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Without a doubt, this is the most frequently asked question and often the first
question from gallery visitors. It is also probably the most difficult to answer.
I do not punch a time clock when I create a piece. I can construct simple pieces
within a few days (not counting the finishing process). Complex pieces can require
many weeks of effort. Probably my most time consuming piece thus far has been Deception
on the Cocobolo (the table, chairs, and chess pieces). It required a period of more than
two months. The answer that I would like to give people is, "it took a lifetime of
woodworking experience". It is certainly not a lucrative labor, but a labor of love.
I assemble the majority of my joinery using Franklin Titebond Original.
Occasionally, I use Titebond Extend and/or Gorilla Glue. I have just started
to experiment with Titebond III.
Because of the variety of woods, I usually do not use any paste fillers.
I usually apply several coats of sanding sealer (sanded in between coats)
to fill the wood pores and then I apply a minimum of four coats of a tung
oil/urethane mixture. I rub the surfaces with super fine steel wool between
coats and then buff the final coat with buffing compound. Occasionally, on
small pieces that might be subjected to lots of handling, I apply a final coat
of Trewax (carnaba).
Put this under the heading of dumb warning labels, "Not Dishwasher Safe". On a more serious note, the biggest enemy of fine wood is extended periods of direct sunlight. All woods will eventually darken, but just like your skin, they will darken much more quickly with sun exposure. Unfortunately, the darkening effect on wood is permanent. It is not a good idea to display this type of art in a window facing the sun. The oil finish should provide many years of protection and should only require occasional dusting. If, over time, the surface becomes dull looking, then a fresh coat of finish oil can be applied.
I use a 10" sliding compound miter saw for about 95% of all my segments and I use a table saw for large compound miter joints. Precise milling of the boards prior to cutting segments is essential. Even with perfect miter cuts, I use a disc sander (20" or 12") with a sanding jig to erase any saw blade markings on the majority of all segment ends prior to gluing.
I draw a detailed blueprint using a CAD program on an old Macintosh computer.
I have been a worker of wood since childhood. Experience is increased with almost every project; hundreds of projects results in lots of experience. If you would like to "give this a try", my book, The Art of Segmented Woodturning is now available.
Of course, if I never "screwed up", then I probably would not be "pushing the envelope" very much. Segmented woodturning can be very risky, not from a safety standpoint, but because of the potential for disaster. Many days of work can be quickly lost because of miscalculation or lack of focus. There are many opportunities for one to learn from one’s mistakes.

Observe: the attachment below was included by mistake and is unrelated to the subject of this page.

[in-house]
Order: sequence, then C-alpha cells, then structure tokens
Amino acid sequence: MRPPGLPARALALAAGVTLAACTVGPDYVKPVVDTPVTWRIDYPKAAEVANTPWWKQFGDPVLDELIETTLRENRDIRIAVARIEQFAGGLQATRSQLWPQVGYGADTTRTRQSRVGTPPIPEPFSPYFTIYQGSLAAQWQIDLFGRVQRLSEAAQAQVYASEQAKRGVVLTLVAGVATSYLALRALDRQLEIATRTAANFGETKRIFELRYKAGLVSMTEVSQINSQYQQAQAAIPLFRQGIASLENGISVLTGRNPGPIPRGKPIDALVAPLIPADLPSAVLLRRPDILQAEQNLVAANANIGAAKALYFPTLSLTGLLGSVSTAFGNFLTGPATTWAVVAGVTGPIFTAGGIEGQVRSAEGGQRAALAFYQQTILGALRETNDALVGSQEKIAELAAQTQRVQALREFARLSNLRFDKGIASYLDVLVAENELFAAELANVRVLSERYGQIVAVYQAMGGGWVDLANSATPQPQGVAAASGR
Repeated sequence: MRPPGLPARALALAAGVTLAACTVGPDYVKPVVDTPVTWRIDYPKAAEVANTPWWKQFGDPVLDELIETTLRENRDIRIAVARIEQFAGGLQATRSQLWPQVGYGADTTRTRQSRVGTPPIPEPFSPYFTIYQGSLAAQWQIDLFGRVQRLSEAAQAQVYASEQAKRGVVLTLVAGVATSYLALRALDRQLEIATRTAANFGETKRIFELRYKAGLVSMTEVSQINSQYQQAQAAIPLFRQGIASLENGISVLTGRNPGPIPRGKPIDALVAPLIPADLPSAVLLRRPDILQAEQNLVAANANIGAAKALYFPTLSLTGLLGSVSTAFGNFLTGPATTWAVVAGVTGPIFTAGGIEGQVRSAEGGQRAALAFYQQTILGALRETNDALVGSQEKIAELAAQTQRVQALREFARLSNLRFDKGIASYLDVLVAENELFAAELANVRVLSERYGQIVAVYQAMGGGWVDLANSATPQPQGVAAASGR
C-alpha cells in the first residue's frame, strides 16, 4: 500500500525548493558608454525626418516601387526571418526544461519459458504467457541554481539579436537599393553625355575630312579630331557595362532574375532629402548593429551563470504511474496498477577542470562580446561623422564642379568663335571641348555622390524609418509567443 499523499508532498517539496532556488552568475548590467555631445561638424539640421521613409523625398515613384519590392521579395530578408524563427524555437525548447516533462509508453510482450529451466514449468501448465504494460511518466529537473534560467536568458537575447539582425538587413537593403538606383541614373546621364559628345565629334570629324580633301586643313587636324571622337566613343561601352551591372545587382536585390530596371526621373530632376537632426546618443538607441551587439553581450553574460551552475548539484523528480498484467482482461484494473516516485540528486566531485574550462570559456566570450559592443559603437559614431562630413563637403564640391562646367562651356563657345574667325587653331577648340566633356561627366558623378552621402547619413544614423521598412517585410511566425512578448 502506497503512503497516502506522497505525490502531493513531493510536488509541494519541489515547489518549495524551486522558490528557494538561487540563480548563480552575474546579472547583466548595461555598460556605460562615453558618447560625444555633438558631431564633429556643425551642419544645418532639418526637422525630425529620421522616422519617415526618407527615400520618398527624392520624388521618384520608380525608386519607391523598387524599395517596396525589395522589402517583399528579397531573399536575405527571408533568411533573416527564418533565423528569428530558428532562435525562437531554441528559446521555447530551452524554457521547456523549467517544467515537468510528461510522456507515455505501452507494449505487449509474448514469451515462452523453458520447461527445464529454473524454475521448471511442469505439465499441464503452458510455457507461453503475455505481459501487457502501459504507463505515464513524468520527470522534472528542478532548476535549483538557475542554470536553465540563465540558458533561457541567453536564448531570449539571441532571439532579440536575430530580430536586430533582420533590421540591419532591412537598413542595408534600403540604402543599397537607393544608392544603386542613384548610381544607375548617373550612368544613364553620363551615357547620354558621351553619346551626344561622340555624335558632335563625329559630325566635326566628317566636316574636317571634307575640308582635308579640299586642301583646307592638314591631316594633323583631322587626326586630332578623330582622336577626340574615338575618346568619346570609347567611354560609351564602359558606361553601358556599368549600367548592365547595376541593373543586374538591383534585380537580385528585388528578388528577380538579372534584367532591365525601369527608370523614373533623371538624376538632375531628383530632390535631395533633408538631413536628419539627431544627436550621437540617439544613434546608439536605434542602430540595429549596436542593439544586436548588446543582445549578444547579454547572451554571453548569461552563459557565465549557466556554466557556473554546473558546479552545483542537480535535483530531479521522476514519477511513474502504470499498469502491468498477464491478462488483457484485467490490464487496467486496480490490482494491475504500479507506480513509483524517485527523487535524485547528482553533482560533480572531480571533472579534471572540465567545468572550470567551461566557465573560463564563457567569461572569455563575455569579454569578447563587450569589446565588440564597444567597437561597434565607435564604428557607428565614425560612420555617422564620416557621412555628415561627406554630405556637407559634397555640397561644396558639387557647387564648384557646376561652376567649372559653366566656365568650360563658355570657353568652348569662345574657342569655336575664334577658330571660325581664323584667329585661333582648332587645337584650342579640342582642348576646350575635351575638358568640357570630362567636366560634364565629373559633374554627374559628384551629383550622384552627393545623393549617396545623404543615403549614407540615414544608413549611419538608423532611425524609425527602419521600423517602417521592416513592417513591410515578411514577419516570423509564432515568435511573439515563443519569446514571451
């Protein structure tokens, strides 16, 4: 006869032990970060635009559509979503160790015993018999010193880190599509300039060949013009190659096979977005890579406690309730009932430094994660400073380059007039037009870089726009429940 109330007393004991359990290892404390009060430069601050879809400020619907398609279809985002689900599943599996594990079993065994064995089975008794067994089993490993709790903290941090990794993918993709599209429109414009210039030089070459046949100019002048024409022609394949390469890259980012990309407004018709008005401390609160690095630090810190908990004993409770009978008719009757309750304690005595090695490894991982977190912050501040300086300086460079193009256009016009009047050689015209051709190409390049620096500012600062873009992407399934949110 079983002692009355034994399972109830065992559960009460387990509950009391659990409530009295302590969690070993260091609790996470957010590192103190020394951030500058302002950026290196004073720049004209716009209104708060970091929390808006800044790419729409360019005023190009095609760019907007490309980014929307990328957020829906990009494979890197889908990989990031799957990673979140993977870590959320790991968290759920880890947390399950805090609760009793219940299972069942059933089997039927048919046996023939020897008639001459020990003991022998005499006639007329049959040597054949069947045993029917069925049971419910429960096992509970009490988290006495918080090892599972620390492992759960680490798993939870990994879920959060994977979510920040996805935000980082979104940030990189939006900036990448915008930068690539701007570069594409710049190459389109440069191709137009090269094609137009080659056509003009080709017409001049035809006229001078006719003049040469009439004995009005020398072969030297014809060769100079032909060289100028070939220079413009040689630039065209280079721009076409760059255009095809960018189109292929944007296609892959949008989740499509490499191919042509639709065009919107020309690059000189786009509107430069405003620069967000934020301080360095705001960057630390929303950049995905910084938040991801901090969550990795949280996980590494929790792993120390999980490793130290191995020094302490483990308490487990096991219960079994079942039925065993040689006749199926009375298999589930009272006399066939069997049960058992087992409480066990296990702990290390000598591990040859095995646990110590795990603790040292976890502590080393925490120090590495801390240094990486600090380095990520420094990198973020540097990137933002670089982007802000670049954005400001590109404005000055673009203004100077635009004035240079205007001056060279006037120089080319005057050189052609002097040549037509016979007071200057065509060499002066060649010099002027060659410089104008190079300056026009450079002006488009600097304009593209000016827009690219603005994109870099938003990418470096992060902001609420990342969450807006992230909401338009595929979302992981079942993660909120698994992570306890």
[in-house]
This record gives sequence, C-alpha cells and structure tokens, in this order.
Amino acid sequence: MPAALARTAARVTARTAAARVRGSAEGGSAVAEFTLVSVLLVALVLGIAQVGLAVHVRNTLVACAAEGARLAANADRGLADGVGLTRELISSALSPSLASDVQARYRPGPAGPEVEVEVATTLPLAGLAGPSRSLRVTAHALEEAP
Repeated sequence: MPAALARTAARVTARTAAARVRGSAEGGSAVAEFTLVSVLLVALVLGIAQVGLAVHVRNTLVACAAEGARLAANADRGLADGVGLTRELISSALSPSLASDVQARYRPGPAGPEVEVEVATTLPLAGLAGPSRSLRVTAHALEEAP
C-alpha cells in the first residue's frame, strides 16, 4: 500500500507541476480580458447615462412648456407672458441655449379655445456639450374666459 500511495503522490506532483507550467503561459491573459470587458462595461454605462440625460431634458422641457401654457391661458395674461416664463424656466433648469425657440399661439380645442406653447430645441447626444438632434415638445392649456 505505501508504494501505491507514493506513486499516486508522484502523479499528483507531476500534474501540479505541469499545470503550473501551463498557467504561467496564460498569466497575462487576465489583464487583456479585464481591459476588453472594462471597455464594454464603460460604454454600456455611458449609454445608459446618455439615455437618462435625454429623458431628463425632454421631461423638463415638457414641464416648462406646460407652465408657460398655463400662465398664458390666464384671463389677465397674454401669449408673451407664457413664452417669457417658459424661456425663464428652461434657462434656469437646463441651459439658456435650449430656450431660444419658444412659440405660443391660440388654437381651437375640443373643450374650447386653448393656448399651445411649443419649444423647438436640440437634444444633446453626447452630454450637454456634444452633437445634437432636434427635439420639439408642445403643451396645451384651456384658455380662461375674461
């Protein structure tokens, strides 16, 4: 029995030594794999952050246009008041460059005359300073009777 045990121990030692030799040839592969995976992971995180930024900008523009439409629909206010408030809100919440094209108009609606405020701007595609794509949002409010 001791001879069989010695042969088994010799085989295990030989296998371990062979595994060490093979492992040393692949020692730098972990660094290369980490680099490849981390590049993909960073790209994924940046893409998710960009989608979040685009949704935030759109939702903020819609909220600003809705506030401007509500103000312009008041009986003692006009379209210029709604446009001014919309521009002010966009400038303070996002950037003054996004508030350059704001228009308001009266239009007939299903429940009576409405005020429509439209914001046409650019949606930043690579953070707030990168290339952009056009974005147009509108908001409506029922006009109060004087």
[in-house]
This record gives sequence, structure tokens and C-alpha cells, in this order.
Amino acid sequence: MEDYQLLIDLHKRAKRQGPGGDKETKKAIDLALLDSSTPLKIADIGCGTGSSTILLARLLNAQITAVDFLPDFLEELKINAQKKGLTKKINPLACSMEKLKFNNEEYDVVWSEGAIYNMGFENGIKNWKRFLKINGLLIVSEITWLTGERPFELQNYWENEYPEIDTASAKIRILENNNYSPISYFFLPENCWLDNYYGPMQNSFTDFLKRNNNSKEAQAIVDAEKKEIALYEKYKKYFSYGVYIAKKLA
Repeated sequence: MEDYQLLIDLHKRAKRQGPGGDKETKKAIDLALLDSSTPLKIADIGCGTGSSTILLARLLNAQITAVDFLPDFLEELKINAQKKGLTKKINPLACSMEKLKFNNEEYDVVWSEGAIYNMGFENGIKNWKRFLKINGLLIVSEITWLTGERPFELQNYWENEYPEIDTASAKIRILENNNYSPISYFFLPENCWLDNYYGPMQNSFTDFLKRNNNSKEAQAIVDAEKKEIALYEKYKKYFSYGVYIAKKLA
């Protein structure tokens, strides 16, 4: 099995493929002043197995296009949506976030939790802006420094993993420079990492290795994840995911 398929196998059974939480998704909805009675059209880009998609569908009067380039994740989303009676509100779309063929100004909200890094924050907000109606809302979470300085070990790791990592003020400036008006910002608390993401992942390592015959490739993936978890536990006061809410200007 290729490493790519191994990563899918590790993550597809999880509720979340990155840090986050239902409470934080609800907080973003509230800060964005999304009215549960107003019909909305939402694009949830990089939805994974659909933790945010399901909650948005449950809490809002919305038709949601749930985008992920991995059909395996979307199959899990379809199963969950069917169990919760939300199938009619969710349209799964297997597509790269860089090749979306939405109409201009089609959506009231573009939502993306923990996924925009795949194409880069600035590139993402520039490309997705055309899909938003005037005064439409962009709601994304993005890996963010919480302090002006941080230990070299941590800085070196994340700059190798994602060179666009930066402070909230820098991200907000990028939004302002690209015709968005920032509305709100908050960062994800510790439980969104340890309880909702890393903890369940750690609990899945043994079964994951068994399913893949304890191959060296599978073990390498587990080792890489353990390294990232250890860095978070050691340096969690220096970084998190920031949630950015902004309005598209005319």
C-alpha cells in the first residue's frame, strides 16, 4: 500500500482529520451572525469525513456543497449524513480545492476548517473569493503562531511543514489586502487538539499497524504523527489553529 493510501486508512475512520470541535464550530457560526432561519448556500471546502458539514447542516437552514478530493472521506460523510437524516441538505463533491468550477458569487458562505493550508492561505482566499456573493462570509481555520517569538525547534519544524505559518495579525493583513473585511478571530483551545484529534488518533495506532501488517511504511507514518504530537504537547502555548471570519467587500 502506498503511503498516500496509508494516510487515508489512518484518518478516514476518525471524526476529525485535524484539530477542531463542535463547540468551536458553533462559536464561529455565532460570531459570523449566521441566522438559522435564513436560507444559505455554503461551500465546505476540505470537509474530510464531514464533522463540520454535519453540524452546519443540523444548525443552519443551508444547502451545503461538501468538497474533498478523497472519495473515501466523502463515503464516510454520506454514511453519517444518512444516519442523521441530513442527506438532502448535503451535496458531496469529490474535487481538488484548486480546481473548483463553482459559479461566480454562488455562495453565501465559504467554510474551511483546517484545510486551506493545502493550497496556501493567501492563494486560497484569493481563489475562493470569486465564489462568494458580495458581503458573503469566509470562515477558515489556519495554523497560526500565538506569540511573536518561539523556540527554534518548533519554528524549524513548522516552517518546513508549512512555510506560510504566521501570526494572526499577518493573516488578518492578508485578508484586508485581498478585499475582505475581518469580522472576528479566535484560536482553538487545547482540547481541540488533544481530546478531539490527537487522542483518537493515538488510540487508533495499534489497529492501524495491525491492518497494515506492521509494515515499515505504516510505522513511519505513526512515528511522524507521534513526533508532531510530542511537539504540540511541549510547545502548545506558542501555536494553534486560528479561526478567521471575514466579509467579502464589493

I use a combination of domestic and exotic woods from around the world purchased from various local wood suppliers and internet sites. Ebay is also a source for small quantities of certain species. I use no stains or dyes; all colors are natural. I am also careful not to acquire wood from endangered trees or woods that are responsible for destruction of the South American rainforest. I have listed a few of my favorite suppliers on the links page.
In general, I prefer tight grained, dense hardwoods; I usually avoid using open grained or soft woods. A few of my favorite woods are ebony, rosewoods, curly maple, myrtlewood, bloodwood, mesquite, purpleheart, and holly.
Usually, the one I am working on.
I do. My older photos were usually done using natural light during the very early morning (before the sun comes over the horizon) with either a black or gray seamless paper background. I believed this gave the most natural appearance and it minimized shiny reflections on the surfaces. I used a 35mm SRL camera. I now take almost all my photos indoors with a 5 mega-pixel digital camera using a homemade photo booth.
Probably the most common mistake (including myself during my early learning period) is the failure to accommodate for wood movement. All woods change dimension with changes in long-term humidity. Wood moves sideways, not lengthwise. Long intersections of opposing wood grain orientation will usually eventually fail. Creating a glue joint with wood grain at a 90° alignment longer than about 1" is asking for trouble. Many of my pieces appear to be constructed with this type of unreliable joinery; however, upon closer examination, what appears to be a thin strip of long grain is usually a short section of cross-grain. By orienting the wood in this manner, I maintain consistent grain alignment and insure long-term bonding within the glue joint.
Yes, I have done many such pieces. Sometimes a client sees one of my pieces, but prefers something similar in a different size or perhaps using a different assortment of woods. The process of finalizing a design with a client includes discussions, sketches, and the creation of a design blueprint. I have always offered my clients the right to reject the finished piece. Dealing directly with a client can certainly be a more fulfilling and enjoyable experience compared to a gallery sale to an unknown buyer.